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Quincunx Demonstrations

Quincunx Demonstrations

.: Quincunx Demonstrations :.


The uses of a Quincunx are only limited by the ingenuity of the instructor. Once you use a Quincunx and see how effective it is in communicating statistical concepts, you'll never teach without one. The following is a sample of the types of demonstrations that are possible:

  •   DEMONSTRATE STATISTICAL INFERENCE -

Can statistics really predict an outcome based on a sample? Demonstrate this by running a sample of 35 beads, calculate the mean and standard deviation and predict the six standard deviation limits. Try taking bets with the trainees that the next 100 beads will fall between the six standard deviation limits calculated. Run the next hundred beads and collect your bets.

  • DEMONSTRATE PROCESS CENTERING -

Draw specification limits on the face of the Quincunx at the 5th and 20th column. Set the funnel to the left or right and demonstrate how a certain percentage of the measurement will fall outside of the specification. Now center the funnel and repeat the experiment. Watch the light bulbs go on with your students as they begin to understand the concept of centering a process' and how it could apply to their own processes.

  • DEMONSTRATE THE FUTILITY OF RANDOM INSPECTION -

This demonstration is as effective with machine operators as it is useful in showing management how they are part of the problem. Point out current random sampling techniques that have been determined by your company. i.e. check every 20th piece, every half hour, twice per shift. etc. Set up the Quincunx as in the process centering demonstration and shift the funnel near the upper limit. Point out how many operators run to the side of the tolerance so they can reduce scrap (you can always rerun the part if it is oversize but it is scrap if its undersize). Drop 19 beads then drop the 20th bead representing the inspected part and note whether it falls inside or outside the specification. Repeat the process five or six times. Chances are every bead checked will be inside the specification with about 10% of all the other beads being outside the tolerance. If a bead does falls outside the tolerance during one of the checks remind the student that most operators would run a second piece before adjusting the process. This demonstration drives home the reason why operators who are instructed to use random sampling techniques have trouble maintaining tolerance specifications.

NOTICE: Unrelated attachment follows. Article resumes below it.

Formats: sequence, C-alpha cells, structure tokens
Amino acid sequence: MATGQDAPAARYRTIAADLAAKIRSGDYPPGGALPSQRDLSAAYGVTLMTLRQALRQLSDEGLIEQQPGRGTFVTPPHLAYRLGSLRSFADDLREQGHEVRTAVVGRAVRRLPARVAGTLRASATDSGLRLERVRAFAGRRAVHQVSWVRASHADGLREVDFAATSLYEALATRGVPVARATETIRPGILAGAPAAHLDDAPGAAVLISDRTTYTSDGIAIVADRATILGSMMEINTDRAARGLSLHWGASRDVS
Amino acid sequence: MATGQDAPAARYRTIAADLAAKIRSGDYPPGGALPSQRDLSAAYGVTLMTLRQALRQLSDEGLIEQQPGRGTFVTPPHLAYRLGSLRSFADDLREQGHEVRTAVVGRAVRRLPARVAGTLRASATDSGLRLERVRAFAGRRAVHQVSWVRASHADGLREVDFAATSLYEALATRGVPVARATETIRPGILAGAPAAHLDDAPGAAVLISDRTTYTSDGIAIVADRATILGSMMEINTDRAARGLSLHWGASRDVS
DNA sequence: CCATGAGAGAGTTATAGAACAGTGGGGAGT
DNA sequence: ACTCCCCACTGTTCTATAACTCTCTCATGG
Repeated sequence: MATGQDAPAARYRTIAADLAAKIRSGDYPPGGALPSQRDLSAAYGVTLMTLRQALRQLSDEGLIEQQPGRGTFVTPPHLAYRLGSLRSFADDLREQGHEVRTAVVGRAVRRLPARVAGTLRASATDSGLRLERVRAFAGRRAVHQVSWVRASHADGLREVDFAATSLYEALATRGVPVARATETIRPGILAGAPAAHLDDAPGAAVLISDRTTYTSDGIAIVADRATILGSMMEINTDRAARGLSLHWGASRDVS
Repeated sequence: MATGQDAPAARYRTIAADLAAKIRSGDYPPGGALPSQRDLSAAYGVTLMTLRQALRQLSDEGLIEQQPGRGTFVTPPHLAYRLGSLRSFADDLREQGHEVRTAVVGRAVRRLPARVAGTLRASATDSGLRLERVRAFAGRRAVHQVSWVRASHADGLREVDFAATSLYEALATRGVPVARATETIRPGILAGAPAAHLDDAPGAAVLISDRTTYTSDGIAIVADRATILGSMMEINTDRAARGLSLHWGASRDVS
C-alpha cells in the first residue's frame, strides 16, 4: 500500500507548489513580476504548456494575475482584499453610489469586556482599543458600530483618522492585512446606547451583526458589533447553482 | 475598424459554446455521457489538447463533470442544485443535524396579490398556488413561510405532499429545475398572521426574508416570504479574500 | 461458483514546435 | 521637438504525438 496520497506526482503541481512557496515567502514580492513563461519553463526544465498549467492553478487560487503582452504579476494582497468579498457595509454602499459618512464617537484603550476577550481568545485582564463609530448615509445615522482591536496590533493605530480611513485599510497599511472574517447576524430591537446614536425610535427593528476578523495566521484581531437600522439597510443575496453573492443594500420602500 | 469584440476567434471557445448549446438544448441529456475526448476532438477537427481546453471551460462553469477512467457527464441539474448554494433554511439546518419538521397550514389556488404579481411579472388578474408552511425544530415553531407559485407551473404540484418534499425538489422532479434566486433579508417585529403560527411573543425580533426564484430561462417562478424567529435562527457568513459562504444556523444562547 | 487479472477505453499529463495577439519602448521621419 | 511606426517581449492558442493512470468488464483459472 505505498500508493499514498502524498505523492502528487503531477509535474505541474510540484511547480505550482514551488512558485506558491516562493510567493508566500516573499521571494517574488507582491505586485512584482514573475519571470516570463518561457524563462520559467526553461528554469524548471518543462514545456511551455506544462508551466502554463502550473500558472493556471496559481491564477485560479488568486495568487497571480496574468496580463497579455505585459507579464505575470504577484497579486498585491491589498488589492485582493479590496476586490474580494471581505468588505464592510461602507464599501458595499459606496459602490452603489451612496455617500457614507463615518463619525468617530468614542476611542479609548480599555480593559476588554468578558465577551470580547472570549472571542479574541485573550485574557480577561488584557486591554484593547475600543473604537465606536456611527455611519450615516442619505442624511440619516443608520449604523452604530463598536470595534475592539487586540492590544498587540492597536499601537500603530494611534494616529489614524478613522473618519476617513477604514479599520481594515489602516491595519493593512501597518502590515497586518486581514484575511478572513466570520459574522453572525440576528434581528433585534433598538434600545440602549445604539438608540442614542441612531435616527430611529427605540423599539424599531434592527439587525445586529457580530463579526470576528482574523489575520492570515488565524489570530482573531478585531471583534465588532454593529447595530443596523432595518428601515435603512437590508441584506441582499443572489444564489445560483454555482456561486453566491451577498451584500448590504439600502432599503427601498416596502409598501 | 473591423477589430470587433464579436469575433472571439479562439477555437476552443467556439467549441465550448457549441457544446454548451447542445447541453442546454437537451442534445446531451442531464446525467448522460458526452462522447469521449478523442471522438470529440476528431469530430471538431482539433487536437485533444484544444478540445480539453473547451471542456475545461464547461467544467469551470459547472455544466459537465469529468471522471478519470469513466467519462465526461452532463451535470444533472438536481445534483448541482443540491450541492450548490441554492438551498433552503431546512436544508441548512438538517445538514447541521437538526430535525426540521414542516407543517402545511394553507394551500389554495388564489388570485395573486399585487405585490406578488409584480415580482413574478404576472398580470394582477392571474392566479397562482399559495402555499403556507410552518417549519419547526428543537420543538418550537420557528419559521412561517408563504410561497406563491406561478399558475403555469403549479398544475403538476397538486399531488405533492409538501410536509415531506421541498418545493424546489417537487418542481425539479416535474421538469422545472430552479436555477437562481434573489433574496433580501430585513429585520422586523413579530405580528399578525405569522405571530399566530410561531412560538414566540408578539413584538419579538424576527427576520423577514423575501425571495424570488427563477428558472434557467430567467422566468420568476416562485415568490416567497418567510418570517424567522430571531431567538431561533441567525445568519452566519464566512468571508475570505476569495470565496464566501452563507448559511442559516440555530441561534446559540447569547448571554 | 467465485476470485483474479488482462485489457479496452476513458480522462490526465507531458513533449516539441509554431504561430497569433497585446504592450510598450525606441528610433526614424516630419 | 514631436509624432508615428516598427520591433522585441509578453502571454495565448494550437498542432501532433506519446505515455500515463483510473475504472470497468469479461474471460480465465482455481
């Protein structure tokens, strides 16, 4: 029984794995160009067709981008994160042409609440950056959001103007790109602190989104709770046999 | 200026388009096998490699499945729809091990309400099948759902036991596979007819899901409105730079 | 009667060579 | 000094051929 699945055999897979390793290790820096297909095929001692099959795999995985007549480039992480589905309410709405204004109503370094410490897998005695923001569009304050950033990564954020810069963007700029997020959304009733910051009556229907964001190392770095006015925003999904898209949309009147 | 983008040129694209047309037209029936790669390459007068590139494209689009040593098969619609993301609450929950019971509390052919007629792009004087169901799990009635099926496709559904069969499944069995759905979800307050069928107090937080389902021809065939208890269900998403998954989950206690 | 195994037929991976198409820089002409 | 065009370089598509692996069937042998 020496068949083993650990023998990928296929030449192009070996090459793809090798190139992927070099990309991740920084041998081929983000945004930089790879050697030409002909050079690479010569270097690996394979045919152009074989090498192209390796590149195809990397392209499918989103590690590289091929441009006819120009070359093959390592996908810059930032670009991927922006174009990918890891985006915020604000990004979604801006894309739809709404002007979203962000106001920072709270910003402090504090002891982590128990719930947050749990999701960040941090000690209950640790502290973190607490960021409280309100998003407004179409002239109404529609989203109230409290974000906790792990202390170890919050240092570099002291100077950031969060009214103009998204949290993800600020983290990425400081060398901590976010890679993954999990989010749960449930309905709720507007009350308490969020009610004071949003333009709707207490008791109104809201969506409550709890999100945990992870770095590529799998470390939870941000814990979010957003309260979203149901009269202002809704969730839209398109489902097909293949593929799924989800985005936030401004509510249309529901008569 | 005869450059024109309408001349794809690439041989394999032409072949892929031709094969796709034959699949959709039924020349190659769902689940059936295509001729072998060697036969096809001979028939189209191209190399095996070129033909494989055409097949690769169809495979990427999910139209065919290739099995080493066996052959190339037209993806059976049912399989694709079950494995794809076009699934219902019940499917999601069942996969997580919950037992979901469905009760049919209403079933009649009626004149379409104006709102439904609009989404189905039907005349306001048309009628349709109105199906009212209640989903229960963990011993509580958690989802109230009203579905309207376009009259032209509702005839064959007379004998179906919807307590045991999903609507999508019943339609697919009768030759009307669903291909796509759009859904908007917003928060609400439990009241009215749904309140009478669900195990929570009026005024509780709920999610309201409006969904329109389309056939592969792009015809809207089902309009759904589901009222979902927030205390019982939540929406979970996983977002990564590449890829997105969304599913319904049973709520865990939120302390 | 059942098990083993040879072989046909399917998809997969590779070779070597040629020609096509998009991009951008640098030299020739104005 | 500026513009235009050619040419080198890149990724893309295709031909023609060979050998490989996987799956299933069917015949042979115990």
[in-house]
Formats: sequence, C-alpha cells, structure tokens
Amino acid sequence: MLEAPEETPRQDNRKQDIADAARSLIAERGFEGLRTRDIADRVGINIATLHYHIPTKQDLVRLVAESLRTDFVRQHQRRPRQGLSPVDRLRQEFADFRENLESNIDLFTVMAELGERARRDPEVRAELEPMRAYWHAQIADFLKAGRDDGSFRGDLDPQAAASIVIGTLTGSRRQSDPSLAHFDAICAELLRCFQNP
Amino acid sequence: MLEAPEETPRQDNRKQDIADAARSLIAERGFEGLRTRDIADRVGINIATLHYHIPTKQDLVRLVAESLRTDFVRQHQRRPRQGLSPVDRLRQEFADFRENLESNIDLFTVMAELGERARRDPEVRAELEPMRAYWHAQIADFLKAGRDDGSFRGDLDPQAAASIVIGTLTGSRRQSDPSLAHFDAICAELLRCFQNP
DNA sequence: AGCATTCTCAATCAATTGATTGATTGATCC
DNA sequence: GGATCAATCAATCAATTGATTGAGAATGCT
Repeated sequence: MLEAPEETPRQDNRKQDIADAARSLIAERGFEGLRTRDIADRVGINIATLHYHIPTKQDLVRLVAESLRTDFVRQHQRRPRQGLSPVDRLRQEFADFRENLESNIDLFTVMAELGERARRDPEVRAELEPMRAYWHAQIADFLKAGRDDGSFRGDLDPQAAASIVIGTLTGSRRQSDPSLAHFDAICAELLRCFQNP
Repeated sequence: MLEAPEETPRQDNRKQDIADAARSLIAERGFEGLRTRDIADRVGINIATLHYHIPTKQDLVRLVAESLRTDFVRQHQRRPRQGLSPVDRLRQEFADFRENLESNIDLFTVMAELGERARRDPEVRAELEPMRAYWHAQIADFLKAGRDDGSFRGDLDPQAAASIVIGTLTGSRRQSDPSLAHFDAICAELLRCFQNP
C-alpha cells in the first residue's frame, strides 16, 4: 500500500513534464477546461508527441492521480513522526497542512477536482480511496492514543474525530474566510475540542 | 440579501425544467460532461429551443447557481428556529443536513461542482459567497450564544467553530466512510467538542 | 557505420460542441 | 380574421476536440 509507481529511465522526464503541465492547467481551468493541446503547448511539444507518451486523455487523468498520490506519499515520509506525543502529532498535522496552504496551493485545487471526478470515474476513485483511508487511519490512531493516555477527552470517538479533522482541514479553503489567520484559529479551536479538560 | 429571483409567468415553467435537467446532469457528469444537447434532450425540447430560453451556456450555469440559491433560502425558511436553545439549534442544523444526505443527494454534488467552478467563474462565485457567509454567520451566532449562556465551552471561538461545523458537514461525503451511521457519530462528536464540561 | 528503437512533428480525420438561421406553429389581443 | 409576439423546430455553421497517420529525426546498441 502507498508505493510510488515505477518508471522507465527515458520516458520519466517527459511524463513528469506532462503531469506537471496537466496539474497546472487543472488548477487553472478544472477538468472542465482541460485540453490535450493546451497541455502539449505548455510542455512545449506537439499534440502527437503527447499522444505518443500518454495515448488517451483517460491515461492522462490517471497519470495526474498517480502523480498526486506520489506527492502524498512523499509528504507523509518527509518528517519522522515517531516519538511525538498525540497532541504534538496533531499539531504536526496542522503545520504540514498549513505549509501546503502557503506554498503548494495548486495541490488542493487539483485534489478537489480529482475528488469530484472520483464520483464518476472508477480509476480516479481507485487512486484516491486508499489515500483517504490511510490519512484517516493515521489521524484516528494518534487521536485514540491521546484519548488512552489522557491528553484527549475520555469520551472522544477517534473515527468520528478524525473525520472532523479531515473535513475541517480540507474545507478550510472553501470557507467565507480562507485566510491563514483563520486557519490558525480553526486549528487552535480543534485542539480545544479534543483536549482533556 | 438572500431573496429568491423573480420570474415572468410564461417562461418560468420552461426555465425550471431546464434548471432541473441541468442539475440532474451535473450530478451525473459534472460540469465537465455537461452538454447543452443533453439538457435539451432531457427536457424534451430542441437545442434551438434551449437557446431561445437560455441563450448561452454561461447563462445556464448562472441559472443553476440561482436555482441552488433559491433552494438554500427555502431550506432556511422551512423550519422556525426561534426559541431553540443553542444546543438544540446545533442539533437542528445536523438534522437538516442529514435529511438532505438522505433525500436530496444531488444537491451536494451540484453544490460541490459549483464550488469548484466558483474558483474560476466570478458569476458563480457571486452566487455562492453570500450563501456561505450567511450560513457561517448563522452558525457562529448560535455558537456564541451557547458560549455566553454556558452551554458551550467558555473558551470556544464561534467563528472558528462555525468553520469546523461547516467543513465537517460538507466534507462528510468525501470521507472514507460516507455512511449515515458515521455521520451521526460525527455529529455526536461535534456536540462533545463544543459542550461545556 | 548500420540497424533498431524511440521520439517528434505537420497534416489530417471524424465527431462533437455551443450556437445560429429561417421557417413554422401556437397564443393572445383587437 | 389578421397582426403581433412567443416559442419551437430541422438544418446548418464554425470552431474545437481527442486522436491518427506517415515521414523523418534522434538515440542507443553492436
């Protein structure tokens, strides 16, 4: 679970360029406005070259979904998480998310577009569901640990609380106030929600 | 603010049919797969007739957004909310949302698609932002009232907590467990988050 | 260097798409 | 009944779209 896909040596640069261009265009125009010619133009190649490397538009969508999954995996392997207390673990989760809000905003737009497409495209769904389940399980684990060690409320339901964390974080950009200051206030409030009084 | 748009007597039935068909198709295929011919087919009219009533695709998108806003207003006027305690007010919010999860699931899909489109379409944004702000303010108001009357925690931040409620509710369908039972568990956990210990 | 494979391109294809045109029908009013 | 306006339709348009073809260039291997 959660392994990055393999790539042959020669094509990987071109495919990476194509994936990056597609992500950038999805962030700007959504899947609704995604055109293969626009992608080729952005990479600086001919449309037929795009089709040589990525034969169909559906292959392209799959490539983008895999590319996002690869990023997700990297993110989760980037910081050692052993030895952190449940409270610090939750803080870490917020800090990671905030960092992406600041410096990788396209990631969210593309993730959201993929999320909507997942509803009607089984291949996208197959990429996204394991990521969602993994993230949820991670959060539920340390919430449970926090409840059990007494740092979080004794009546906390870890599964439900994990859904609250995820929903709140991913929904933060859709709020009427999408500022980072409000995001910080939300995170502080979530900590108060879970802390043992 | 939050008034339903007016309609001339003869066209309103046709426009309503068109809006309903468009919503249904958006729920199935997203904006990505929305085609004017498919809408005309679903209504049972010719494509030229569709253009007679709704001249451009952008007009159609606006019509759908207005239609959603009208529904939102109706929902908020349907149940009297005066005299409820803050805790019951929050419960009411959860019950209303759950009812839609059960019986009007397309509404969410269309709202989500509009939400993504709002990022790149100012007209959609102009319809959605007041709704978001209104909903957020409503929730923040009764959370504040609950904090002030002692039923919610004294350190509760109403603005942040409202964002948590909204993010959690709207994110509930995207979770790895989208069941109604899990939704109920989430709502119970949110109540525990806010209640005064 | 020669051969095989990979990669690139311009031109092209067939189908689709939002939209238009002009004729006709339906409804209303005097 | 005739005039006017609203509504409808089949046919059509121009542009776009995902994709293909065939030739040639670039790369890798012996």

• TEACH X-R CHARTS -

Close the top gate on the Quincunx and without moving the funnel run and plot samples of five beads on an average-range control chart. Calculate and plot the control limits on the chart just as if the quincunx were a machine. After creating the control chart move the funnel and plot another sample of five parts. Students will be amazed how quickly they can detect a shift in the funnel which is analogous to a change in the process. To carry the point a little farther tape a piece of paper over the funnel portion of the Quincunx and then randomly move the funnel to different directions and let the trainees guess whether the funnel has been moved or not based on their control chart plot. This technique is very helpful in building confidence in the value of control charting. Another point can be made by sliding the funnel completely to the right and allow the beads to drop directly onto the pins. Plot another sample of 5 beads and demonstrate how the range portion of the chart detects an out of control condition. This erratic behavior is analogous to machine conditions where bearings are worn, fixtures are loose, etc.

  • PRE-CONTROL-

Run a sufficiently large sample to accurately calculate or predict the six standard deviation range. Mark the tolerance limits and pre-control lines on the face of the quincunx with the appropriate tape or transparency marker. Drop a series of beads with the funnel centered and demonstrate the decision rules of the pre-control plan. Move the funnel to the left or right and show how pre-control would re-center the process.

  • PROCESS MANAGEMENT -

The WD-5, WD-6, and WD-7 models have a narrow distribution pin block for demonstrating the effect of process improvement. Since it has less variability, the control chart demonstration will have a smaller range and consequently tighter control limits.

QT-5 "The Quincunx and Statistical Training"

The above described demonstrations and more are all described on our QT-5 Audio CD. This CD, which lasts over an hour, is one of our customer's favorites. Trainers keep telling us that it is a real help in getting them to understand the power of the quincunx to illustrate the principles of variation and the need for quality improvement.

 

 

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